Tom Marks began selling organic produce out of the back of his pickup truck about eight years ago, he says.

Tom Marks began selling organic produce out of the back of his pickup truck about eight years ago, he says.

He'd fill his truck bed with potatoes from Klamath Falls, salad greens from the Applegate Valley and boxes of garlic cloves and onion bulbs from Ashland farms.

Now the Ashland resident is working to fill spacious walk-in refrigerators at his Organic Produce Warehouse, which he opened last year on Oak Street.

The warehouse is a big step in his effort to provide the Rogue Valley's food merchants with a one-stop shop for locally grown and raised food, he says.

"We need to create more of a market for these smaller local farms and ranches," Marks says. "It's hard for small farms to connect with some of these larger distributors, because they just aren't producing enough food."

That reality, Marks says, leaves most of Southern Oregon's low-acreage farmers, ranchers and other food producers struggling to sell their products by way of local restaurants and stores.

"One of the hardest things about farming is the marketing," says Geoffrey Stewart, owner of Four Winds Farm.

Stewart cultivates a variety of plants on his 5-acre plot outside Ashland, dedicating one-half of an acre solely to vegetables, herbs and other edible plants.

Most of his garden space is filled with potatoes, garlic and onions, he says, because there is a local demand for those items.

Marks started buying produce from Four Winds about three years ago, but last year was the first time most of its crop went to a single distributor — OPW, Stewart says.

"I think what he's doing is a pretty valuable resource for local farmers," says Stewart, who works as Ashland Food Co-op's assistant produce manager purchasing local produce and other food items. "I don't think I would be able to sell nearly as much without Tom."

Growers markets help local food producers offload some of their bounty, he says, but getting rid of everything can mean driving from one restaurant and grocery store to another, hoping for a sale if no deals have been arranged ahead of harvest.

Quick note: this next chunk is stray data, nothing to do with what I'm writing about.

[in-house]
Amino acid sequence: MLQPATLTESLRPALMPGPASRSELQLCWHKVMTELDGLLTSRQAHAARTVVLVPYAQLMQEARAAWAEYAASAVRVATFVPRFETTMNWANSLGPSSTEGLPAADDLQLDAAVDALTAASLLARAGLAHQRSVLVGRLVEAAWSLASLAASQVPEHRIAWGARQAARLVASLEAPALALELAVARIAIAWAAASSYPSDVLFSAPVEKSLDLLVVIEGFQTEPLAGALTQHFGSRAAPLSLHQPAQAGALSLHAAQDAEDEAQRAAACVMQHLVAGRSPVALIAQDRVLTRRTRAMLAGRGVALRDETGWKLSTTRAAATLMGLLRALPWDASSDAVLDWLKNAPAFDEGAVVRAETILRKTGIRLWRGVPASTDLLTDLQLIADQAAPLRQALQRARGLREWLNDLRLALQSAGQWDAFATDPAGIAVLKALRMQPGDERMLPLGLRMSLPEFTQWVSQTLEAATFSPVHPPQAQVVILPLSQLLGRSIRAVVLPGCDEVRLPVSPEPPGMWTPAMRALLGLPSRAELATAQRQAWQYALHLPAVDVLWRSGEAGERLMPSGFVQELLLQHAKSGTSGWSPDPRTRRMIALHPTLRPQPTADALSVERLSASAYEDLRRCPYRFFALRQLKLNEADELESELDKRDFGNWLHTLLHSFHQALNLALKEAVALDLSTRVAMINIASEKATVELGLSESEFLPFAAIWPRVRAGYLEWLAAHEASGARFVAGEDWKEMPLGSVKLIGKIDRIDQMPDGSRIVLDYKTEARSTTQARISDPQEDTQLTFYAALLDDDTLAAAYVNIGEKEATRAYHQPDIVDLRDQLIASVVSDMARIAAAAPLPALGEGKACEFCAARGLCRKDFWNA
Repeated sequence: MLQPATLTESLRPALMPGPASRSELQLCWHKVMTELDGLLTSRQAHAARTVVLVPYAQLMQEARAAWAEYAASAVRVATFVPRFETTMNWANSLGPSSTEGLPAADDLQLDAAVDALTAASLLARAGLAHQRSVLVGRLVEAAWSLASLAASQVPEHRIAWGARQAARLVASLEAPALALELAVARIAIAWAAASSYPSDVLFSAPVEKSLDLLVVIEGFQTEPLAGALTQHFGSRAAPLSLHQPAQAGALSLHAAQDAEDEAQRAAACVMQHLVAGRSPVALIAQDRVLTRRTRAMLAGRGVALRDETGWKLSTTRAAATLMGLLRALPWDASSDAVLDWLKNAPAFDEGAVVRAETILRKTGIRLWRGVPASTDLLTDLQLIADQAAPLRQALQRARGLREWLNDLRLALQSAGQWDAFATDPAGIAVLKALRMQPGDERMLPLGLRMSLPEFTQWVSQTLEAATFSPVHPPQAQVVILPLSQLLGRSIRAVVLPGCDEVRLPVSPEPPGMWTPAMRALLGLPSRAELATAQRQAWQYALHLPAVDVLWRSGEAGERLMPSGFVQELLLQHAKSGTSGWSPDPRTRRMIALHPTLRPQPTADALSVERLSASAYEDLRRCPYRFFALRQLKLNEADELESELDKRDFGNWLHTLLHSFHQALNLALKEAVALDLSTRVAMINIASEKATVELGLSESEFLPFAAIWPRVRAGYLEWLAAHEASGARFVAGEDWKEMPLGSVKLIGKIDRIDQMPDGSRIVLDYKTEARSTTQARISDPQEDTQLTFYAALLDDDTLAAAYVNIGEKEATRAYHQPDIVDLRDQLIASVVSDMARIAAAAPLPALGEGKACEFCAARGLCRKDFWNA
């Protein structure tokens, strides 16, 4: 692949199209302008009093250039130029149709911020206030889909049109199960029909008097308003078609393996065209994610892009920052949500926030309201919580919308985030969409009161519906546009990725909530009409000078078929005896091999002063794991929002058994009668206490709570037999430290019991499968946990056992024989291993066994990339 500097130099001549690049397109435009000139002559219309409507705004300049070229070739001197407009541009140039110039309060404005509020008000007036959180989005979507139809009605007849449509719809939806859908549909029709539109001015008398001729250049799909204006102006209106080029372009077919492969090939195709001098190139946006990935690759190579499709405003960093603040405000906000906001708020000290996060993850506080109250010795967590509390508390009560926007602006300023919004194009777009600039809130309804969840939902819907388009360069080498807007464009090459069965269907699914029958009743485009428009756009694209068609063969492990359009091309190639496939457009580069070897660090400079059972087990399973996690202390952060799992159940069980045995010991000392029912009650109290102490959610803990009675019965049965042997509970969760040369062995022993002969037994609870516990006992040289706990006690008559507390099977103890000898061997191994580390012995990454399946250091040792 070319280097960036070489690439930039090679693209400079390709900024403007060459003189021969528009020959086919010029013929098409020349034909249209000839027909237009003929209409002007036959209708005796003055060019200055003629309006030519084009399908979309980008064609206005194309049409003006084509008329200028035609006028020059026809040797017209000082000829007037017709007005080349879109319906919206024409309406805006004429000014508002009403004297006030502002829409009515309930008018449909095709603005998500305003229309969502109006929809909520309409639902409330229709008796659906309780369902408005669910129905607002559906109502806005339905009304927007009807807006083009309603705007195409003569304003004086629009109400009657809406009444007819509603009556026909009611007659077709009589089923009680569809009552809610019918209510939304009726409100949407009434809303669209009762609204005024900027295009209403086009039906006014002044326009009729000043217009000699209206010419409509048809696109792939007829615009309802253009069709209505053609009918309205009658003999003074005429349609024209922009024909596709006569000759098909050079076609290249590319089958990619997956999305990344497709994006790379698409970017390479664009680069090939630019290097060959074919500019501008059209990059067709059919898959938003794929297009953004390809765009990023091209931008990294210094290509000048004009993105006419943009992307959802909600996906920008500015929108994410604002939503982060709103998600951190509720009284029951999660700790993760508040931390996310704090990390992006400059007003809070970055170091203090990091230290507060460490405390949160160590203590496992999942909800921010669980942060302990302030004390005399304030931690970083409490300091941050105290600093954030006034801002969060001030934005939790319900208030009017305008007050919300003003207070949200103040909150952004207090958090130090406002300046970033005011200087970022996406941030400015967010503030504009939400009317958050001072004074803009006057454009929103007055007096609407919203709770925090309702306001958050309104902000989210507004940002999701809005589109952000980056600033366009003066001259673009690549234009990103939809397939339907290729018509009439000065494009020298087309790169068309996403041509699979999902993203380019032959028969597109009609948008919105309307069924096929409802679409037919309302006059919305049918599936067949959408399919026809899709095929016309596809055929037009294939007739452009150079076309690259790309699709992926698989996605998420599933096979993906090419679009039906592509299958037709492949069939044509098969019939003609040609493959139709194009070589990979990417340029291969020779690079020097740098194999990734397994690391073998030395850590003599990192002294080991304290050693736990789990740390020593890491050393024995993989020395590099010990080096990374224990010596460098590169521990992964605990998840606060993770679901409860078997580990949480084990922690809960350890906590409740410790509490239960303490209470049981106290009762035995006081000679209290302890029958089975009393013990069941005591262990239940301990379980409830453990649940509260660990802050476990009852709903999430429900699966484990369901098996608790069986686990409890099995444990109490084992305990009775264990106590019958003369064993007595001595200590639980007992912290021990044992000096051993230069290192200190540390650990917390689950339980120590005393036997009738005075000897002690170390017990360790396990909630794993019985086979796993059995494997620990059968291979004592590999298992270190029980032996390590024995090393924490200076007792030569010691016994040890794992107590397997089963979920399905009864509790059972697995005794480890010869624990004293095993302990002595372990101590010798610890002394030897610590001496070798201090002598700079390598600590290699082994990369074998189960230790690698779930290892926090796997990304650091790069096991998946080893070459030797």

That scheme has sustained some successful small farms and ranches in Southern Oregon, Marks says, but he sees room for improvement.

"It's not about us (OPW) ruling the food supply, it's about creating a sense of community for our food supply," Marks says. "Our vision is to be an integral partner in our bio-region's quest for a thriving and sustainable food system."

Marks, who began working as an independent local food distributor under the name Del Sol Co. in 2004, has evolved into the Rogue Valley's exclusive distributor of Columbia Gorge Organic juices and Brew Dr. Kombucha. OPW topped $1 million in sales last year, Marks says.

"We do need a local distributor for more local products, from the coast to Klamath County," says Annie Hoy, outreach manager for the Ashland Food Co-op. "There are a lot of budding growers "… and little opportunity for them in the big-distributor system."

The co-op, which has agreements with about 25 local farmers, ranchers and producers of other food items, also purchases produce from OPW when it needs to fill a gap in supply, Marks says.

Many of the local food items sold in the co-op are the result of a time-consuming collaborative effort, Hoy says, in which food producers are taught how to package, where to get licensed and other details of getting their food to a grocery store's shelf.

"I think there is room in the market and an increasing demand for a more regional distributor," Hoy says. "That's where Tom can fit in."

Consumers in the Rogue Valley have a taste for locally grown food, says ACCESS Inc. community food system coordinator Hannah Ancel.

The Medford-based nonprofit organization has been providing social services for families and individuals in need since 1976, and is about halfway through a yearlong analysis of the Rogue Valley's food system though a series of community discussions.

Dubbed FEAST (Food, Education, Agriculture, Solution, Together), its goal is to find the best way to meet the needs of local food sources, Ancel says.

"We are looking to make the entire food system more efficient," she says. "Certainly, distribution is a major challenge for producers here."

Not everything Marks sells though OPW is local, but limiting the amount of mileage food has to travel from producer to plate is something everyone should work toward, he says.

There are no large, locally based food distributors for grocery stores to buy from in the Rogue Valley. That means the California-grown avocados most stores in Southern Oregon buy get trucked through the valley to Portland, Eugene or Seattle before being shipped to store destinations.

When Marks buys avocados and fruit from California, they come straight to Ashland before getting dispersed in Southern Oregon by OPW.

OPW is certified by the Oregon Department of Agriculture as an organic distributor. Marks is working to become certified by the U.S. Department of Agriculture so he can buy and sell meat products as well.

Marks thinks local grocery stores will throw more of their support behind locally grown, low-mileage organic foods if they become more convenient to buy.

"We can be that source of organic local food," Marks says.

Last week, Marks was certified by the ODA to begin labeling produce under the brand Rogue Nation Foods, which means local farmers no longer have to package their product before selling it to OPW.

The daily workload is bit heavier now, Marks says, but he and five other employees keep food moving through OPW's doors.

"We think we can be the example," he says.

Reach reporter Sam Wheeler at 541-499-1470 or email swheeler@dailytidings.com.